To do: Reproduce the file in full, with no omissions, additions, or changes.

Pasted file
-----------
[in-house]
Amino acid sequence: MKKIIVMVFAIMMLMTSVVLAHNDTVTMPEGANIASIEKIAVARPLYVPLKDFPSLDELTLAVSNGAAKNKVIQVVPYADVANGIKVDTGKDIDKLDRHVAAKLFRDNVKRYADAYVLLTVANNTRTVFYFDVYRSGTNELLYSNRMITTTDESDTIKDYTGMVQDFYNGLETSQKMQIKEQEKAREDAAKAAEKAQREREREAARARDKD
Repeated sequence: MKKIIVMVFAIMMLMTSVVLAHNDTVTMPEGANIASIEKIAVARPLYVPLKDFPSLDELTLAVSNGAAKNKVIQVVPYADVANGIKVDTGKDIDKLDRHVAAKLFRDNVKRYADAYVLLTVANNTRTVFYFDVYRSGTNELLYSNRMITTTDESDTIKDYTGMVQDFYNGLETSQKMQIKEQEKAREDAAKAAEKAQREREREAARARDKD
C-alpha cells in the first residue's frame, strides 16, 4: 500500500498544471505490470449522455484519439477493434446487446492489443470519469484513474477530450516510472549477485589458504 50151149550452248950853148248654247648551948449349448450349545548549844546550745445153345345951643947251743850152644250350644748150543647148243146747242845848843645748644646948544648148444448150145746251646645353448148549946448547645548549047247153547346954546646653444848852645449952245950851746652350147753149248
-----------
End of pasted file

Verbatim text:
[in-house]
Amino acid sequence: MKKIIVMVFAIMMLMTSVVLAHNDTVTMPEGANIASIEKIAVARPLYVPLKDFPSLDELTLAVSNGAAKNKVIQVVPYADVANGIKVDTGKDIDKLDRHVAAKLFRDNVKRYADAYVLLTVANNTRTVFYFDVYRSGTNELLYSNRMITTTDESDTIKDYTGMVQDFYNGLETSQKMQIKEQEKAREDAAKAAEKAQREREREAARARDKD
Repeated sequence: MKKIIVMVFAIMMLMTSVVLAHNDTVTMPEGANIASIEKIAVARPLYVPLKDFPSLDELTLAVSNGAAKNKVIQVVPYADVANGIKVDTGKDIDKLDRHVAAKLFRDNVKRYADAYVLLTVANNTRTVFYFDVYRSGTNELLYSNRMITTTDESDTIKDYTGMVQDFYNGLETSQKMQIKEQEKAREDAAKAAEKAQREREREAARARDKD
C-alpha cells in the first residue's frame, strides 16, 4: 500500500498544471505490470449522455484519439477493434446487446492489443470519469484513474477530450516510472549477485589458504 50151149550452248950853148248654247648551948449349448450349545548549844546550745445153345345951643947251743850152644250350644748150543647148243146747242845848843645748644646948544648148444448150145746251646645353448148549946448547645548549047247153547346954546646653444848852645449952245950851746652350147753149248